2018 was yet another year in which pop's broad beauty fought back against the label-led oppressors that threatened to return it to the comatose state it awoke from when The Strokes rebirthed it in 2001.
The early-2010s were sorely lacking in experimentation, instead relying on excess from producers keen to make good on the elimination of choruses and chords. But a musical revolution steered by global uncertainty has seen pop bite back with statements both grandiose and gritty. Ariana Grande's 2017 may have been defined by terror, but her 2018 brought hope via sh*thot singles and record-smashing YouTube views. Childish Gambino unleashed shock, awe and cogent social commentary on the mainstream. Kate Nash - fabulously reinvented as an exceptional character actor on Netflix' GLOW - meshed garage punk with her pop origins to give others just like her inspiration to do the same.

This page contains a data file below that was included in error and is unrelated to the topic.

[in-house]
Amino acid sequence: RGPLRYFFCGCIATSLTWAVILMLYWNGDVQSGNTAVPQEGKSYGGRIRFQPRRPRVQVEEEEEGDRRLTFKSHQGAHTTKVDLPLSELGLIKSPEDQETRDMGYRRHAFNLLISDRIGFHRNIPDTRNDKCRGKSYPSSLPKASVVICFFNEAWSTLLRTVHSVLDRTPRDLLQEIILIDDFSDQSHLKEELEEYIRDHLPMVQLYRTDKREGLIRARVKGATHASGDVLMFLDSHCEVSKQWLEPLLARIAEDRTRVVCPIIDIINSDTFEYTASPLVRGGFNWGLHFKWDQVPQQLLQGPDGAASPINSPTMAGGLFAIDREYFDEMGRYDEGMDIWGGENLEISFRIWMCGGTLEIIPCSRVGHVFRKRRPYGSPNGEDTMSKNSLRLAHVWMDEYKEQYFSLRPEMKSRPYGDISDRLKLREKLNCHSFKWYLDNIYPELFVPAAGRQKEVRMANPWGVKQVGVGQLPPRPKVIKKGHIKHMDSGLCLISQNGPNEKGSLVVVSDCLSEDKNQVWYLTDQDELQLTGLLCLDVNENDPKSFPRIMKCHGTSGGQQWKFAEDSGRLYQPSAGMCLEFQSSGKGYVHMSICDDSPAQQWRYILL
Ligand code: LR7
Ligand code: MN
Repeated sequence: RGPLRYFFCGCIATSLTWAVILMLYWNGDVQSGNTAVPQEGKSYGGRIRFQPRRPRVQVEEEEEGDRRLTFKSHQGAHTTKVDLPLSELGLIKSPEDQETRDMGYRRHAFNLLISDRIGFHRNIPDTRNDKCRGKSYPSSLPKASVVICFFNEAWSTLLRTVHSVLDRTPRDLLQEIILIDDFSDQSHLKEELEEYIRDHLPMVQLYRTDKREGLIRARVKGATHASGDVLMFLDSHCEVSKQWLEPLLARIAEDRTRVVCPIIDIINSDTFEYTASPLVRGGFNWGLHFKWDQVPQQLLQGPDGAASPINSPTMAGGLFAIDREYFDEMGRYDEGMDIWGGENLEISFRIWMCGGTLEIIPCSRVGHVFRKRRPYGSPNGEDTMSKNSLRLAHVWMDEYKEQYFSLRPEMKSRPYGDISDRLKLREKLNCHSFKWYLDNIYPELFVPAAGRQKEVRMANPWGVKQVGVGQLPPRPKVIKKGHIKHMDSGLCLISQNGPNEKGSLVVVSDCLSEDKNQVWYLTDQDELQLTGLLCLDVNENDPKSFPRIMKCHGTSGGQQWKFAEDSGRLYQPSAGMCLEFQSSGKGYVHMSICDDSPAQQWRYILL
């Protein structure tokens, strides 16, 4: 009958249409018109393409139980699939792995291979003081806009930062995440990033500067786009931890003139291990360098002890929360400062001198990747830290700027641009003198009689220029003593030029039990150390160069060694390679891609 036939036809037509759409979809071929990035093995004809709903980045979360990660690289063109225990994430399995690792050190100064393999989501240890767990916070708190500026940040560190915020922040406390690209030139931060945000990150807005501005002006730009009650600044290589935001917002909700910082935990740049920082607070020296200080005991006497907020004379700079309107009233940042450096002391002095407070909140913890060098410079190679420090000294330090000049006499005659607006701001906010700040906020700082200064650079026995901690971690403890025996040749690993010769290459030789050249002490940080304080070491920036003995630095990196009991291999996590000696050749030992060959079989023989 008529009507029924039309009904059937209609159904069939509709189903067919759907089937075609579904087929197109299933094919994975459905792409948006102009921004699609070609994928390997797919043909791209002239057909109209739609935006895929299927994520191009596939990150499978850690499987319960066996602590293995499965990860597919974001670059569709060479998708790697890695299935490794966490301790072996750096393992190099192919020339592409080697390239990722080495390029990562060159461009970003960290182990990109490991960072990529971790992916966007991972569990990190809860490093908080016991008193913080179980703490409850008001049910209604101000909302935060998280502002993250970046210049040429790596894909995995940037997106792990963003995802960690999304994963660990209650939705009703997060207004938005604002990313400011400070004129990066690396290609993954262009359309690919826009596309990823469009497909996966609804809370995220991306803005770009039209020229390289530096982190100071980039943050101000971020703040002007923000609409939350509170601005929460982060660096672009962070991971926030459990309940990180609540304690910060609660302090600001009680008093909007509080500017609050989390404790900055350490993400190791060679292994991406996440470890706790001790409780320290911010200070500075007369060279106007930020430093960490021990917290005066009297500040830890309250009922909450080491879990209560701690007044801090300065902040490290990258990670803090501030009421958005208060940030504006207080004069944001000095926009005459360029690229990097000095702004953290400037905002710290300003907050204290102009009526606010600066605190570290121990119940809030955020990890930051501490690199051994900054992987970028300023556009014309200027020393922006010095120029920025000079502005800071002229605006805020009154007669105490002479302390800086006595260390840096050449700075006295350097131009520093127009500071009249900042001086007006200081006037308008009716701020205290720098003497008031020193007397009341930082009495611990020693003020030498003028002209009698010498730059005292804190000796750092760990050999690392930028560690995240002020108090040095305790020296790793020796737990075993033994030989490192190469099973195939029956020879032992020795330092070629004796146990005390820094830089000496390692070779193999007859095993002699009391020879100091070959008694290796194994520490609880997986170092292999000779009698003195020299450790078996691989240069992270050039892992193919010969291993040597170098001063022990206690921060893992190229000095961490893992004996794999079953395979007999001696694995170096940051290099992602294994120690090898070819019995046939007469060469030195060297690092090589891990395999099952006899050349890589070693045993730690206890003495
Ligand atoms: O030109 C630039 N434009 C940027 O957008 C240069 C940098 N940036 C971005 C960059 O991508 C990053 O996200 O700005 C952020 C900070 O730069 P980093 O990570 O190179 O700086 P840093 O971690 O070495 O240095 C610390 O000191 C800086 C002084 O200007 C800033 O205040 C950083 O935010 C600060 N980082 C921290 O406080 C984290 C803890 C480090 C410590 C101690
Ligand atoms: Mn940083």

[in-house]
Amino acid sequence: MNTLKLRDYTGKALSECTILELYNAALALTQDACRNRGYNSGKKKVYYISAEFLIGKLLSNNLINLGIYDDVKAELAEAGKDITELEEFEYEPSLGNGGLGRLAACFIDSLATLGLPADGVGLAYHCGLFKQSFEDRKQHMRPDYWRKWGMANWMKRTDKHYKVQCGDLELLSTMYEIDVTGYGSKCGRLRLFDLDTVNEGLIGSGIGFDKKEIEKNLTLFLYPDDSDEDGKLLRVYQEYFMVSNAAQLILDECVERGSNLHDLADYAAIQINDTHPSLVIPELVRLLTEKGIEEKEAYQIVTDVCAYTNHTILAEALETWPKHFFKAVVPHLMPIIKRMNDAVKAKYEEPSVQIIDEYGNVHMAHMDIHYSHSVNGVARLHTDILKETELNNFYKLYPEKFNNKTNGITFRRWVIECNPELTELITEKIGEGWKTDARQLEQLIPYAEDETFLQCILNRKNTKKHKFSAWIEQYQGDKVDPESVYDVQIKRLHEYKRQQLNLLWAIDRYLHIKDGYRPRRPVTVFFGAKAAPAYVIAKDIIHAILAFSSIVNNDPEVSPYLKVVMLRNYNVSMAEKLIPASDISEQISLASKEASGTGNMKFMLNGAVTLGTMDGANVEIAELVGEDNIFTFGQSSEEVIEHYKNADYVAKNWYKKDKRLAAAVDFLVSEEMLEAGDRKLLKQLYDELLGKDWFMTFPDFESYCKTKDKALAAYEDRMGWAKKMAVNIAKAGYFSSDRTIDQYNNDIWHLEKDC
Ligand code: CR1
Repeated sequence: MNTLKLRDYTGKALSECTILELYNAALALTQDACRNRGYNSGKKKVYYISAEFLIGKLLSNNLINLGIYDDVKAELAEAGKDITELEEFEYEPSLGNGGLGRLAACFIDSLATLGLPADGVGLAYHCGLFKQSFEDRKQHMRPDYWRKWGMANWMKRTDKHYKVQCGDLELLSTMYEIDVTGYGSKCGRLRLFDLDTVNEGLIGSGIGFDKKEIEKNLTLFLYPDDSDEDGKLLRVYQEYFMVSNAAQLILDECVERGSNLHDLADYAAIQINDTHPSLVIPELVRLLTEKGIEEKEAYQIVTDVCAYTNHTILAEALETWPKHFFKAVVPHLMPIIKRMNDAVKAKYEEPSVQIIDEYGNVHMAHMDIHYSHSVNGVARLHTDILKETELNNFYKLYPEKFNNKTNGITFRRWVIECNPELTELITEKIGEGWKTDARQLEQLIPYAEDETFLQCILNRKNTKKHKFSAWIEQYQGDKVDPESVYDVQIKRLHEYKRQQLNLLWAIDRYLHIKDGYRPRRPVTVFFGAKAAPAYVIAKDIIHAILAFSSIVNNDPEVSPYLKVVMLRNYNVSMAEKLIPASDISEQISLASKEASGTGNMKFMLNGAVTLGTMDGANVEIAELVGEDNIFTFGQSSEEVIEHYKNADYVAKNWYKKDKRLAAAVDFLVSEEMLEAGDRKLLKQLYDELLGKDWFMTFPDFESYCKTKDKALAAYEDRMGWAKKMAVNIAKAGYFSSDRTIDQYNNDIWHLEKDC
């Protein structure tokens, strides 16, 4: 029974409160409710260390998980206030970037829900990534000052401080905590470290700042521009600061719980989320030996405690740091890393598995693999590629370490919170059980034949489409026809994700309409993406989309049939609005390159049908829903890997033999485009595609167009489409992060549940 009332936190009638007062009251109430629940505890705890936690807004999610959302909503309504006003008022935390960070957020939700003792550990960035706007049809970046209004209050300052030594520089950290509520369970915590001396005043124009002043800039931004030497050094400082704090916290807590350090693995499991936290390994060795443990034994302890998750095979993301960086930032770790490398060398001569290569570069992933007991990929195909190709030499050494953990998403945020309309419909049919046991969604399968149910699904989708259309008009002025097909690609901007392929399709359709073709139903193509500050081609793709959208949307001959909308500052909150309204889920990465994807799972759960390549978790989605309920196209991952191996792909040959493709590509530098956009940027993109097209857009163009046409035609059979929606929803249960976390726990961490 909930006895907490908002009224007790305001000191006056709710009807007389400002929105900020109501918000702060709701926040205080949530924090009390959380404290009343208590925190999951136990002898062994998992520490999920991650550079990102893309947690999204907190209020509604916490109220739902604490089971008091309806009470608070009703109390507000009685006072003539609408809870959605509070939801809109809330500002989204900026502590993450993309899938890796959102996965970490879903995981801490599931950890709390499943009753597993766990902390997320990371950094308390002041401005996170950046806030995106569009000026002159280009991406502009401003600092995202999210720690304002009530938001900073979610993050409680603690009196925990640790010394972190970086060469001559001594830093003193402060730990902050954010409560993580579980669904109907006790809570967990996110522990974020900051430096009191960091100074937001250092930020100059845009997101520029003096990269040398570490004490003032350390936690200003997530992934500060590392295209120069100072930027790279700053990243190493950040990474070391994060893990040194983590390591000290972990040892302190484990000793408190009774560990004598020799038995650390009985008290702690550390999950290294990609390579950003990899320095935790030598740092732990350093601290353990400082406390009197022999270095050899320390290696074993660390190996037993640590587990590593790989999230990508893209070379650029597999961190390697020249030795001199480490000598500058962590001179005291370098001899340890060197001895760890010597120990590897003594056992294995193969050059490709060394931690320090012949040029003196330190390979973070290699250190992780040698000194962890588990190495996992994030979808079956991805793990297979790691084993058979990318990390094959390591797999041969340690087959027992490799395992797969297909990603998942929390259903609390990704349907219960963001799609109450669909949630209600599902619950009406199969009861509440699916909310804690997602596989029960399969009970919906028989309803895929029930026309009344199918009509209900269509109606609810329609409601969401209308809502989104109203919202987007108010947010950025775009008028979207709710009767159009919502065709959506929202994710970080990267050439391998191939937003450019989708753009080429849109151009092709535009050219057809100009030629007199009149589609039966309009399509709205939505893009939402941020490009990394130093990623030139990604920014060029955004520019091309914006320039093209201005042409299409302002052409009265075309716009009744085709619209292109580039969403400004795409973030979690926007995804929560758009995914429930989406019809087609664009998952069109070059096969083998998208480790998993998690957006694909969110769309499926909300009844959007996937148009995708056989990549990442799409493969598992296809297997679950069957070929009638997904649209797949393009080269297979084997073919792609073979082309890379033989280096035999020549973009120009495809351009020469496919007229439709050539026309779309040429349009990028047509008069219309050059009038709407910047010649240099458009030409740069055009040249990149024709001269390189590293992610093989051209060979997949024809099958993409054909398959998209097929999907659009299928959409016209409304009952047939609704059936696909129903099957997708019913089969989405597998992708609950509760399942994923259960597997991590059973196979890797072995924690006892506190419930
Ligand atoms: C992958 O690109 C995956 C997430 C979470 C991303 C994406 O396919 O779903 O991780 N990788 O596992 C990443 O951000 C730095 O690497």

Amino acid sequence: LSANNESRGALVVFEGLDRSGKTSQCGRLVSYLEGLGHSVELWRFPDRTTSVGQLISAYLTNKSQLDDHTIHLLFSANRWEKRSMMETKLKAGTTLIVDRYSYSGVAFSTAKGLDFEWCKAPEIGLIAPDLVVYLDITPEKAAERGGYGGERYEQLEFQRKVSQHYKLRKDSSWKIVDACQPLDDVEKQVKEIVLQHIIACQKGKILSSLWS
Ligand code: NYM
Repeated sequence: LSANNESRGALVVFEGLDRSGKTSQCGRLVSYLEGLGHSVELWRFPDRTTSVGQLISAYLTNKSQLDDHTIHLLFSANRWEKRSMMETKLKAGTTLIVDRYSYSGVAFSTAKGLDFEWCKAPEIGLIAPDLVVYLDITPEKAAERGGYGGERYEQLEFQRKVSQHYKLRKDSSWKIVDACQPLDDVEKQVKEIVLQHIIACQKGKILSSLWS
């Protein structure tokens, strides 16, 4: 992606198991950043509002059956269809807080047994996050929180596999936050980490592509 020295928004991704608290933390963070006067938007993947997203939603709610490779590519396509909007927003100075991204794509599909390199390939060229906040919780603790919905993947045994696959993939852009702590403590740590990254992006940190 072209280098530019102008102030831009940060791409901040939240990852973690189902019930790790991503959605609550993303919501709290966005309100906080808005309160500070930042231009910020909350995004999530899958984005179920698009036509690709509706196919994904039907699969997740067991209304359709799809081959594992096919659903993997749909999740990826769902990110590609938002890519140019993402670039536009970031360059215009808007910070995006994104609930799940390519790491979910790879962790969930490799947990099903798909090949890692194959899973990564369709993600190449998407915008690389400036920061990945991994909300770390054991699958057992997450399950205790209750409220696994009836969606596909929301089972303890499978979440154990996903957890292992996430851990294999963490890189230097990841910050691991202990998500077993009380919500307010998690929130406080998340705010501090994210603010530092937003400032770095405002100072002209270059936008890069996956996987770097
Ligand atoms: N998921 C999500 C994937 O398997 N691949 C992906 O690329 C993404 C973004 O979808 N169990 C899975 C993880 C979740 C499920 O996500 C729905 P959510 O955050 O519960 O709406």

As evidenced within this very list, it was an awesome year for instrumentation. Guitars were no longer the preserve of the greying middle class, regardless of local radio's attempt to maintain the status quo. Keys unlocked ventures remarkably still untold for synth-pop. Saxophones haven't been this well deployed since Rip, Rig & Panic were tearing up sitcom sets.
These are the 10 best records of the year, but it was a race well ran by a genre no longer on life support. Though the global future remains uncertain, these long-players popped the boys, empowered the girls, and dared to give youth back to the young.
Square eyes on a square head, trained almost exclusively to Pro Wrestling, Sunderland AFC & Paul Rudd films. Responsible for 'Shocking Plans You Won't Believe Actually Happened', some of the words in our amazing Wrestling bookazines (both available at shop.whatculture.com), and probably every website list you read that praised Kevin Nash.